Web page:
This week got me thinking a great deal about the bomb blast moments in life, the grenades that fall in our laps on the most gorgeous days. And how no matter how they are handled, you can never negate the fact that they create a cleave in time. There is always a moment before and a moment after The Knowing that cannot be erased. We are almost always subjected then to a repeating loop, a split-second montage of shrapnel bits reversing to become a whole grenade. For some time after, there is that repeated pause, rewind, replay sequence that forces you to remember yourself in that innocent but now shamefully ignorant moment just before you found out.  Before that ugly fact, before that bomb. It could be a death, an affair, a firing, a miscarriage, an unexpected disagreement between friends, what have you. There is always that moment when someone could - if they had the power - reinsert the pin.  

Nothing, I think, is more cruel than the moment that repeatedly arrives with the first few mornings of fallout.  In fact, forget the moon landing.  Humans have really accomplished nothing of significance if they have failed to invent a pill to erase that bile-filled mental hiccup that occurs a few seconds after waking up….normal….normal….wait, there's something I should remember………Oh yeah.  That's it.  "X" happened.  The knowledge we can live with.  It's the forgetting and remembering.  Yes, Eli Lilly.  Get on that, would you?  

Coincidentally, I was already writing this when news of author Nora Ephron's death circulated and reminded me that she was a woman who wrote about bombs dropped in her lap. She made brutal situations funny but no less meaningful. In fact, I would probably not feel free to write in the voice of my thoughts (some of them anyway) had it not been for her. When I read Heartburn as a teen, a novel based on her failed second marriage, I had no idea how much of it would be mentally referenced later in life. One specific moment I am not proud of came to mind while recalling her dealings with her husband's cheating, but it made me laugh a little at the irony. It was in the raw, venomous stage of having just discovered a betrayal in my life when a statement, rocket fueled by anger at a million things, flew from my mouth:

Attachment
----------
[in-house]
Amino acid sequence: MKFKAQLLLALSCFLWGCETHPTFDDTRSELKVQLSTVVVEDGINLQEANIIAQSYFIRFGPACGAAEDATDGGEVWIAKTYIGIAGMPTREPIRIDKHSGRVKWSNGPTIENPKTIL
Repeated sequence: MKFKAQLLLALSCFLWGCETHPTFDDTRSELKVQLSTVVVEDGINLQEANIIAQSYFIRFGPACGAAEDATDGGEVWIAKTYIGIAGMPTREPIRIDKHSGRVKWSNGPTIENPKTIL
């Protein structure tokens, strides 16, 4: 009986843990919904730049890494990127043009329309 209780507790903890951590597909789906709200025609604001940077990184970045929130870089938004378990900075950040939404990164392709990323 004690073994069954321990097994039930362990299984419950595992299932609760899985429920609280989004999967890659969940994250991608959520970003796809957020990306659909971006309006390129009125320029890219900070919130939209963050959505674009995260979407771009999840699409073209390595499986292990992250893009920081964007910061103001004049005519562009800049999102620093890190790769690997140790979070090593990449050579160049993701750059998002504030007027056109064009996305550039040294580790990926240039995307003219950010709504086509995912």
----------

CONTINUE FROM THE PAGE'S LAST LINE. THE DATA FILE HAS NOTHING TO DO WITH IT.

"Don't you know? If you ruin a family for another woman, you are!"  

After it landed somewhere on his neck like the product of a good cough, I clearly remember thinking two things:  1) They don't mention anywhere in the scorned-woman handbook that uttering such ugly yet justified-in-the-moment statements only feels good for about 1/2 a breath longer than the last word spoken and then simply becomes a stain on your character; and 2) THAT line would have been hilarious…if this was a movie based on a Nora Ephron novel.  

So I have to thank her for planting the idea fairly early on that pain and comedy are not necessarily an acceptable pairing for every crowd, but definitely for the ones that matter most to me. The people who know that we cannot be expected to behave perfectly when bombs go off in our laps. I would also like to think that Ms. Ephron would appreciate an idea that came to mind this week while trying to discuss some sleepover logistics with a friend, just barely hiding a rough day on my face:

I really wish there was a 'human dashboard' option to switch brimming emotions to stealth mode.  You know, those frustrated sleep-deprived tears that threaten to bust through at the most inopportune moment. And the fact is, I rarely shed tears but Internal Crying would be so pleasant for everyone involved. By my design, they would be as unnoticeable as Kegel exercises. Yep. These are the things I think about while shrapnel is flying around me.  

I dream of the day I can stand in the produce section, assessing the ripeness of an avocado, while also having a damn good cry on the inside.